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Teargas in Santiago
When someone dies, there is usually some sadness, recognition of the loss of some human qualities, even in one’s enemies. Not so in the case of Augusto Pinochet, a totally inhuman, ruthless and cynical dictator, where it is hard to find any positive human qualities.
That is why I, along with tens of thousands of Chileans, went to the centre of
I was standing within 100 yards of the square, among people standing, singing and chanting in celebration. It is possible that a very few people next to the square tried to enter it, and struggled with the police guarding the place (although I had been there fifteen minutes before and saw no-one with their head covered, the usual sign that violence is planned). It is equally likely that the police started to push back the crowd and use water cannon as a provocation, as I have seen several times in the past few years in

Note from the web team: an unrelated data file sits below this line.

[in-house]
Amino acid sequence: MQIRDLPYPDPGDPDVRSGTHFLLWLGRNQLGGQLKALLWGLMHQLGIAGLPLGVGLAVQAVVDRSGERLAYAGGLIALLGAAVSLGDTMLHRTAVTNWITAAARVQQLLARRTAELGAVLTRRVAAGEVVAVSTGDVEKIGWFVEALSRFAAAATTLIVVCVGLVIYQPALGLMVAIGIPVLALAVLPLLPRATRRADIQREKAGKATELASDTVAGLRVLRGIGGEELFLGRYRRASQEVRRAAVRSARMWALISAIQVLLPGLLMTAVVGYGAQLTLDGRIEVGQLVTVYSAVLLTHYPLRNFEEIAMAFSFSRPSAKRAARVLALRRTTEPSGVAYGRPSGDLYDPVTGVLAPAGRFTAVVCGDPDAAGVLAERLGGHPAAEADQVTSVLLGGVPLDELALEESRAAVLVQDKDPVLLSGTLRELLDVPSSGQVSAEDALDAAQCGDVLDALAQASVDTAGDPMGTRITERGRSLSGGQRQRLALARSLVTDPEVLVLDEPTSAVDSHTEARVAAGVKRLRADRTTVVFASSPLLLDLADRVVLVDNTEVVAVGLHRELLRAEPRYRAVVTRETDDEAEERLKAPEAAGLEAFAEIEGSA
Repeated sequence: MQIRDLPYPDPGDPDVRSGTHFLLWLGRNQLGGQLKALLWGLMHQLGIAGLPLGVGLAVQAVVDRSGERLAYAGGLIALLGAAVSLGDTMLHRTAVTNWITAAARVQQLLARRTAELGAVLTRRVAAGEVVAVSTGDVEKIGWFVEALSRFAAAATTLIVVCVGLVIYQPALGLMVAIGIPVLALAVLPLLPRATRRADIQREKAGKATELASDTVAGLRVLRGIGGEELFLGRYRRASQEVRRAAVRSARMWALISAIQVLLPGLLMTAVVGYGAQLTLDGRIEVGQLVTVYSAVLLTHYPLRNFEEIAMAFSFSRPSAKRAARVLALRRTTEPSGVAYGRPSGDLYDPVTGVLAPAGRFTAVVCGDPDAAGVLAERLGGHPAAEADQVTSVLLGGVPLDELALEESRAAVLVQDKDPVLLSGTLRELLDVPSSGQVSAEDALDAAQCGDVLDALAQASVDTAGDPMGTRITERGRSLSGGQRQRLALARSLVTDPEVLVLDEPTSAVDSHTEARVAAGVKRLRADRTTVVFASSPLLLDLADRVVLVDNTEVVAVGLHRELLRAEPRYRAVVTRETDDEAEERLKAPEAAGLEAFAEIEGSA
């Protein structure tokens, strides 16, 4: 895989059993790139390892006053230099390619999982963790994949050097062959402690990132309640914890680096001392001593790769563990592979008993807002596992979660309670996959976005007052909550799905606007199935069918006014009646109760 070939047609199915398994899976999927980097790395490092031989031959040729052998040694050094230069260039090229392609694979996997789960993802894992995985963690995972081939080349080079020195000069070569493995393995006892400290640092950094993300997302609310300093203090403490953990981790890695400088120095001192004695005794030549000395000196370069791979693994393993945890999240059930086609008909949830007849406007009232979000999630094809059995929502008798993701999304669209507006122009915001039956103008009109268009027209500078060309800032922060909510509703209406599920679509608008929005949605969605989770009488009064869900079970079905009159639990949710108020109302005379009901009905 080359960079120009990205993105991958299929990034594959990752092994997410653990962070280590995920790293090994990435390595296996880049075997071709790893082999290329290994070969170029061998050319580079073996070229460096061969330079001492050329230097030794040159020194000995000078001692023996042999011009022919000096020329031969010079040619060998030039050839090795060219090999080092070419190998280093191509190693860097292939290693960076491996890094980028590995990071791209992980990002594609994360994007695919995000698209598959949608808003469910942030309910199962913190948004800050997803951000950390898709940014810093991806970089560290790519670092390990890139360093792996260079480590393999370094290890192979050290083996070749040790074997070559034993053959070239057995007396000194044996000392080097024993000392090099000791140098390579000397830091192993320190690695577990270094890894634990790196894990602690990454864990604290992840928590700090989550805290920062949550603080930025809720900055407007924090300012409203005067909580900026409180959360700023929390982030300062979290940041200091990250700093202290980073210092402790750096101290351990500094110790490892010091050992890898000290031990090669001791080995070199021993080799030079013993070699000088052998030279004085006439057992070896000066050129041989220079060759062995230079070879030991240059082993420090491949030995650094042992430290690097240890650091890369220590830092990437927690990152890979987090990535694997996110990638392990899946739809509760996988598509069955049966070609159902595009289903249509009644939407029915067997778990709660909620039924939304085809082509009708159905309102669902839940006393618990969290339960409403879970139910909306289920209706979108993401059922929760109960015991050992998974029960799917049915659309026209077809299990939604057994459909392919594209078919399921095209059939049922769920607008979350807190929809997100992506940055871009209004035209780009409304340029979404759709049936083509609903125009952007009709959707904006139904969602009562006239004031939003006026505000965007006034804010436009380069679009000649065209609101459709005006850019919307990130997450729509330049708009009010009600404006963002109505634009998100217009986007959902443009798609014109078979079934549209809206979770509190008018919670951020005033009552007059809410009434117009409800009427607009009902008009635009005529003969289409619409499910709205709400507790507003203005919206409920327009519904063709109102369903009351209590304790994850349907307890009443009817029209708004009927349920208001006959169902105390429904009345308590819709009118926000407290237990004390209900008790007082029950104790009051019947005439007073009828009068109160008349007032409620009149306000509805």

The New York Times published this picture above the misleading caption: 'Demonstrators began pouring onto the main avenue in the center of Santiago after the news of Augusto Pinochet's death circulated. Confrontations broke out and the police used tear gas and water cannons'
Suddenly a ‘skunk’, an armoured vehicle that shoots teargas, passed rapidly up the
This was, purely and simply, a chemical attack on a totally peaceful crowd. It was, I may say, typical of the Chilean police who seem to hate the sight of crowds in favour of justice, human rights, labour rights or other demands contrary to Pinochet’s legacy.
This legacy still runs deep in the forces of ‘law and order’, 16 years after the end of his dictatorship, but only 8 after he retired as Commander in Chief of the Army.